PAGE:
charge up an internal capacitor. The fall time depends on how long it takes to discharge
this capacitor.
AN1996
Application note
All information provided in this document is subject to legal disclaimers.
Rev. 2 — 28 August 2014
© NXP Semiconductors N.V. 2014. All rights reserved.
17 of 25
AN1996
NXP Semiconductors
RSSI (V)
Demodulating at 10.7 MHz IF with the SA605
tR
tF
- 80
- 60
- 40
- 20
0
RF LEVEL (dBm)
an1996_10
Fig 10. RSSI curve with pulsed RF levels
It is also important to understand that there are two types of RSSI speeds. The first type is
the RSSI chip speed and the second is the RSSI system speed. The RSSI chip speed
will be faster than the system speed. The bandwidth of the external filters and other
external parts can slow down the RSSI system speed dramatically.
Figure 11 shows the bench setup for the RSSI system speed measurements. The pulsed
RF was set for 10 kHz and the RSSI output was monitored with a digital oscilloscope.
Figure 12 shows how the rise and fall times were measured on the oscilloscope.
PHILIPS SIGNAL GENERATOR
10kHz SQ. WAVE
HP8640B SIG GEN
“RF SOURCE”
HP8640B SIG GEN
“LO SOURCE”
HP PRINTER
RF LEVEL: --20dBm
FREQ: 240MHz
DEV: ±70kHz
MOD: Pulsed
HP 54503 DIGITAL O’SCOPE
PULSED
RF
RF LEVEL: --10dBm
FREQ: 229.3MHz
DEV: Off
RF IN
HP6216A
RSSI
OUT
POWER SUPPLY
LO IN
VCC
DUT: 605 or 625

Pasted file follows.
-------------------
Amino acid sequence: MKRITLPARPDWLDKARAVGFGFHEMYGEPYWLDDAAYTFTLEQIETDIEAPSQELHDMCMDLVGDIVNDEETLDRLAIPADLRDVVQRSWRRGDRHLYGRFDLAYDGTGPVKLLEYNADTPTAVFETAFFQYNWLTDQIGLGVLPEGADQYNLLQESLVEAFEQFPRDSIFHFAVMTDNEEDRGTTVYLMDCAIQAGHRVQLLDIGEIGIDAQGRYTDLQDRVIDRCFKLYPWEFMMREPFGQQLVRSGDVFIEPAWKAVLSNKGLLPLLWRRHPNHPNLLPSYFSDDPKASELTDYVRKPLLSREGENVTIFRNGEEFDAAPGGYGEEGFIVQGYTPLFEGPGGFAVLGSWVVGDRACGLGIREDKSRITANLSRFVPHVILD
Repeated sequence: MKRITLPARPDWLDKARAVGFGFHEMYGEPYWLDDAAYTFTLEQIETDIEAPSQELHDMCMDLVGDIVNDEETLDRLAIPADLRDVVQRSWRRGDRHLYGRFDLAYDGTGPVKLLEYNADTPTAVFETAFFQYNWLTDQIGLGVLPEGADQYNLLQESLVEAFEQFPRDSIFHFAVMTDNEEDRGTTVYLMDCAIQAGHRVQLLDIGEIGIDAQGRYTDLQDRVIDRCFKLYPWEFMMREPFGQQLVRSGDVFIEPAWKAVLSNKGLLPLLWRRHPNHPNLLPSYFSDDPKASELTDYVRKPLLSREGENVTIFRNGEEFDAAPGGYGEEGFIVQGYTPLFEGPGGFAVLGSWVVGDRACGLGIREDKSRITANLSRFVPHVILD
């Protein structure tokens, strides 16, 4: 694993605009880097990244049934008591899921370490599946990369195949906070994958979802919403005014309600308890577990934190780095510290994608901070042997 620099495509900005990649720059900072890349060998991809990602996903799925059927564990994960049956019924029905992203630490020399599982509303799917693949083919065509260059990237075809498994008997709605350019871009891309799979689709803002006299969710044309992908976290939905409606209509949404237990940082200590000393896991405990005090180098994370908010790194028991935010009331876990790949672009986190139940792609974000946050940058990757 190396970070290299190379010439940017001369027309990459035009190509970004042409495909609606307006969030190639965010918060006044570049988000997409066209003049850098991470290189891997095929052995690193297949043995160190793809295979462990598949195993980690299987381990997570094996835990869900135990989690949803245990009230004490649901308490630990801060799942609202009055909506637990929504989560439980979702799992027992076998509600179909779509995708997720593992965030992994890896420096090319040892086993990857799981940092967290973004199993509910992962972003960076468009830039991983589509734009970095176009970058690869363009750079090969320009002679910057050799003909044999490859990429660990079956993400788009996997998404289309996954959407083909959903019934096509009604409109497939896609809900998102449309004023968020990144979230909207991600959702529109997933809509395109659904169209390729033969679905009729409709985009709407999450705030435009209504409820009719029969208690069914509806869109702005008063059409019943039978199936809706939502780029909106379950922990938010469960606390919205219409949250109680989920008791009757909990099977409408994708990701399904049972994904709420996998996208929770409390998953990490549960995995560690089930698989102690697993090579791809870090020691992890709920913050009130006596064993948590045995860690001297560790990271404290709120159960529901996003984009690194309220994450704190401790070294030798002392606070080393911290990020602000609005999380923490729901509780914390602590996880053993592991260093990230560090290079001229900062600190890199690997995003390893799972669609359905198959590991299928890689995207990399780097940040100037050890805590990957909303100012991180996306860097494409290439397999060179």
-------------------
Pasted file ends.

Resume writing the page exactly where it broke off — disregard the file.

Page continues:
an1996_11
Fig 11. RSSI speed setup
AN1996
Application note
All information provided in this document is subject to legal disclaimers.
Rev. 2 — 28 August 2014
© NXP Semiconductors N.V. 2014. All rights reserved.
18 of 25
AN1996
NXP Semiconductors
Demodulating at 10.7 MHz IF with the SA605
AMPLITUDE (V)
RF PULSED INPUT
TO THE 625
625 RSSI OUTPUT
RESPONSE
tR
tF
TIME ( μs)
an1996_12
Fig 12. Oscilloscope display of RSSI system rise and fall times
The modifications done on the SA605 board are shown in Figure 13. The RSSI caps C11
and C31 were eliminated, and the RSSI resistor values were changed. We wanted to see
how much time was saved by using a smaller RSSI resistor value.
C31
FLT1
FLT2
SA605
RSSI
1
RF INPUT
@ 240MHz:
0dBm
--20dBm
--40dBm
--60dBm
--80dBm
7
R9 = 10kΩ,
C11
51kΩ,
or 100k Ω
an1996_13
Fig 13. SA605 RSSI test circuit configuration
The RSSI system speed for the 240 MHz SA605 demo board is shown in Figure 14.
Again, the only modification was that the RSSI caps (C11 and C31) were taken out and
the RSSI resistor value (R9) was varied. For different RF levels, the speed seems to vary
slightly, but this is expected. The higher the RSSI voltage, the longer it will take to come
back down the RSSI curve for the fall time.
AN1996
Application note
All information provided in this document is subject to legal disclaimers.
Rev. 2 — 28 August 2014
© NXP Semiconductors N.V. 2014. All rights reserved.
19 of 25
AN1996
NXP Semiconductors
Demodulating at 10.7 MHz IF with the SA605
40
C11 and C31 REMOVED FROM CIRCUIT
RSSI = 10k Ω RISE
RSSI = 10k Ω FALL
RSSI = 51k Ω RISE
30
TIME (microseconds)
RSSI = 51k Ω FALL
RSSI = 100k Ω RISE
RSSI = 100k Ω FALL
20
10
0
0
- 20
- 40
RF INPUT (dBm)
- 60
- 80
an1996_14
Fig 14. RSSI systems rise and fall time with different RSSI resistor values
Looking more closely at Figure 14, one can note that the 0 dBm input level has a faster fall